The private health sector is to gain close to another £1bn worth of work from the NHS as it battles to cut waiting times dramatically by 2008.
A second wave of independent treatment centres, which are privately owned and run but treat NHS patients, are to be put out to tender. They will have the capacity to treat another 250,000 patients a year.
The five-year deal is expected to be worth around £500m a year, according to the department of health. In addition, the department is to purchase some £400m a year of diagnostics X-rays, scans, blood tests and other pathology and radiology services.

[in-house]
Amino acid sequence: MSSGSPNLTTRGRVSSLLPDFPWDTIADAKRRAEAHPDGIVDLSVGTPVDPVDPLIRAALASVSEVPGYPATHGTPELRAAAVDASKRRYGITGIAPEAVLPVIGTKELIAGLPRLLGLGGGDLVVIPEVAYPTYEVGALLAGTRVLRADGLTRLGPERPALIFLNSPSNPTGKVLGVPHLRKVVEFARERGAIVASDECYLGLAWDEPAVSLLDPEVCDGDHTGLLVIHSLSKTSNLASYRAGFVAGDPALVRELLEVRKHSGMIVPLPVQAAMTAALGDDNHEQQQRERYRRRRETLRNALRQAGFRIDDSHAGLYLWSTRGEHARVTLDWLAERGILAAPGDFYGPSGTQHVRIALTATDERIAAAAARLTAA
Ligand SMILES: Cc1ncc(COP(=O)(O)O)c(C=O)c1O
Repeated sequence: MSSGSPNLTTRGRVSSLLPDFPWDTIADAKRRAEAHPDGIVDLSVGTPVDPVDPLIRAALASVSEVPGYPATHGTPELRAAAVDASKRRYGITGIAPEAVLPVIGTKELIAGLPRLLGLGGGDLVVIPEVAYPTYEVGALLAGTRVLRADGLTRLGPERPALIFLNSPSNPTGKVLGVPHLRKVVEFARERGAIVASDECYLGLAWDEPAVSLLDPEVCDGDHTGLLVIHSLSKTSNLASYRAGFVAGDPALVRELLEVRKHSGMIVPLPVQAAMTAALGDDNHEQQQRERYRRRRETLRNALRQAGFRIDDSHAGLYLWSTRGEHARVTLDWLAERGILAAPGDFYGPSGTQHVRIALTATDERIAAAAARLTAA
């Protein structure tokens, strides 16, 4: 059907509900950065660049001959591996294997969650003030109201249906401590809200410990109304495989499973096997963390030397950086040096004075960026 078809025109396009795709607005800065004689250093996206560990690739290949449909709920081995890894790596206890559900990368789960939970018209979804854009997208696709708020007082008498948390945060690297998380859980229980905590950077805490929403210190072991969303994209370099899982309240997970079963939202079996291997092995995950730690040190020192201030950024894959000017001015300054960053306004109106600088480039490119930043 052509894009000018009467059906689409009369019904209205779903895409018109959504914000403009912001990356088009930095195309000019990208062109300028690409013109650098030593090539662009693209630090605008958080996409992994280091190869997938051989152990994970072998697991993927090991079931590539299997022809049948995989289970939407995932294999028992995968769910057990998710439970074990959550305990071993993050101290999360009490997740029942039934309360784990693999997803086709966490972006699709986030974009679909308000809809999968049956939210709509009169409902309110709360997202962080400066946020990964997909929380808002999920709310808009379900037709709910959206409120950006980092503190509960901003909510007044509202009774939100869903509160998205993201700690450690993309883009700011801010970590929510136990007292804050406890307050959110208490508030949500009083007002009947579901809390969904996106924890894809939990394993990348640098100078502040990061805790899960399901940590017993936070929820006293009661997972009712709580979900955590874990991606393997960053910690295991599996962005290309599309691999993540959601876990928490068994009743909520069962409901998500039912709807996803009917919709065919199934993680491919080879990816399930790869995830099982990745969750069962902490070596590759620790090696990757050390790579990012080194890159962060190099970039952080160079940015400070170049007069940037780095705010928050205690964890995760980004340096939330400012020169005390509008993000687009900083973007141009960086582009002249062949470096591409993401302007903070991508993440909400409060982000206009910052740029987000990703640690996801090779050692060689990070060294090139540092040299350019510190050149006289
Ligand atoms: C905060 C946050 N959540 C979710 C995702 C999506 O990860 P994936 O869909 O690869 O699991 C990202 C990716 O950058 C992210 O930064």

The aim is two-fold. It will help remove the “hidden” waiting time between seeing a consultant and a full diagnosis in order to meet the government’s pledge to cut waiting lists. It wants to cut the maximum time between seeing a family doctor and undergoing an operation to 18 weeks by 2008.
The deal will also improve family doctors’ ability to manage chronic diseases by ensuring they have access to swifter and more convenient diagnostic tests. The government is already buying 280,000 operations a year from the private sector and in July it announced a deal to increase the NHS’s capacity for MRI scans by 15 per cent.
Together with the planned treatment centres, the new business will take the amount the independent sector earns from the NHS each year towards the £1.5bn a year mark.
Once the new capacity is operational, the amount the independent sector earns from the NHS will have grown by 65 per cent on the £2.3bn earned in 2003.
If the amount surgeons and anaesthetists earn from operating privately is included, the rise will have been 45 per cent